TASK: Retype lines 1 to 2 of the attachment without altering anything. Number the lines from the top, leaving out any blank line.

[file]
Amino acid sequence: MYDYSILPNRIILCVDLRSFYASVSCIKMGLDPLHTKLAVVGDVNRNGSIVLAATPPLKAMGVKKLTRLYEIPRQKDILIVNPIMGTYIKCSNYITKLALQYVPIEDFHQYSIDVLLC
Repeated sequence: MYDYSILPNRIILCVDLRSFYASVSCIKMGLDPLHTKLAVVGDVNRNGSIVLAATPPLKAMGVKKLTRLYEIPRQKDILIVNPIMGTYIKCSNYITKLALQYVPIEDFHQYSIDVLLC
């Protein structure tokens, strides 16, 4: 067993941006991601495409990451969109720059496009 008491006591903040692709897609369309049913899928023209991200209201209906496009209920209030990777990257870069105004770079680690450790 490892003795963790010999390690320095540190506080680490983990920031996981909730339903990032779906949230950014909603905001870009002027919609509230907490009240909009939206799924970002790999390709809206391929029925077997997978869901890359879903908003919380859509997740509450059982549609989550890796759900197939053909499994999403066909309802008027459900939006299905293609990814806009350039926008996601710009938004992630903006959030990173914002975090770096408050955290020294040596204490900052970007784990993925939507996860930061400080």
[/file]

Amino acid sequence: MYDYSILPNRIILCVDLRSFYASVSCIKMGLDPLHTKLAVVGDVNRNGSIVLAATPPLKAMGVKKLTRLYEIPRQKDILIVNPIMGTYIKCSNYITKLALQYVPIEDFHQYSIDVLLC
Repeated sequence: MYDYSILPNRIILCVDLRSFYASVSCIKMGLDPLHTKLAVVGDVNRNGSIVLAATPPLKAMGVKKLTRLYEIPRQKDILIVNPIMGTYIKCSNYITKLALQYVPIEDFHQYSIDVLLC